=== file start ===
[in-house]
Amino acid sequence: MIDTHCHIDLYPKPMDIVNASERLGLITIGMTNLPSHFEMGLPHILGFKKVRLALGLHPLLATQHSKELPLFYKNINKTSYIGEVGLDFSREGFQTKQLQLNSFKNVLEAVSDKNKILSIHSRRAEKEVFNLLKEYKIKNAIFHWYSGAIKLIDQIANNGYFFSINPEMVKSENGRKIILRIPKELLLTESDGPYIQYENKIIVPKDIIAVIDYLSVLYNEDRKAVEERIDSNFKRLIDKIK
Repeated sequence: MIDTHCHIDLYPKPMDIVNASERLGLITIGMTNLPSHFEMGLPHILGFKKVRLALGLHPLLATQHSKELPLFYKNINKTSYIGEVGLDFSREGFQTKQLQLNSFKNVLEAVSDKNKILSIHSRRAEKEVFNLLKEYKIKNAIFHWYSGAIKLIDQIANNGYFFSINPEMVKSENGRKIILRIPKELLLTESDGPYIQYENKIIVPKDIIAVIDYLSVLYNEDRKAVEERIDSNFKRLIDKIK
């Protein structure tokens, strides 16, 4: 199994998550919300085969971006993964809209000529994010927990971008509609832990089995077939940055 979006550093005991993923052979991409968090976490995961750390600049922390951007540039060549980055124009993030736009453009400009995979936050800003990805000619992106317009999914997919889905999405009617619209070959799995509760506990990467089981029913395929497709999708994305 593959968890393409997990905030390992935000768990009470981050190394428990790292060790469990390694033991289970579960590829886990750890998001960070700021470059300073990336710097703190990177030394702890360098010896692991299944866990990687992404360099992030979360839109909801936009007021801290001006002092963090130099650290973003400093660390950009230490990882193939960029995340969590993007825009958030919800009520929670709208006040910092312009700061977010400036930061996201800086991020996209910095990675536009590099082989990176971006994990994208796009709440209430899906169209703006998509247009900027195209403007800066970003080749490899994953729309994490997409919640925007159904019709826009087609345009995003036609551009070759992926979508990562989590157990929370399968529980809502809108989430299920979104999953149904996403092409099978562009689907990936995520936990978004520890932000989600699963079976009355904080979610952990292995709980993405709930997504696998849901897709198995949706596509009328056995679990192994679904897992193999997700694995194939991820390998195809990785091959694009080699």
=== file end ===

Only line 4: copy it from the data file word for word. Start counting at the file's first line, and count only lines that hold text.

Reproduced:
């Protein structure tokens, strides 16, 4: 199994998550919300085969971006993964809209000529994010927990971008509609832990089995077939940055 979006550093005991993923052979991409968090976490995961750390600049922390951007540039060549980055124009993030736009453009400009995979936050800003990805000619992106317009999914997919889905999405009617619209070959799995509760506990990467089981029913395929497709999708994305 593959968890393409997990905030390992935000768990009470981050190394428990790292060790469990390694033991289970579960590829886990750890998001960070700021470059300073990336710097703190990177030394702890360098010896692991299944866990990687992404360099992030979360839109909801936009007021801290001006002092963090130099650290973003400093660390950009230490990882193939960029995340969590993007825009958030919800009520929670709208006040910092312009700061977010400036930061996201800086991020996209910095990675536009590099082989990176971006994990994208796009709440209430899906169209703006998509247009900027195209403007800066970003080749490899994953729309994490997409919640925007159904019709826009087609345009995003036609551009070759992926979508990562989590157990929370399968529980809502809108989430299920979104999953149904996403092409099978562009689907990936995520936990978004520890932000989600699963079976009355904080979610952990292995709980993405709930997504696998849901897709198995949706596509009328056995679990192994679904897992193999997700694995194939991820390998195809990785091959694009080699």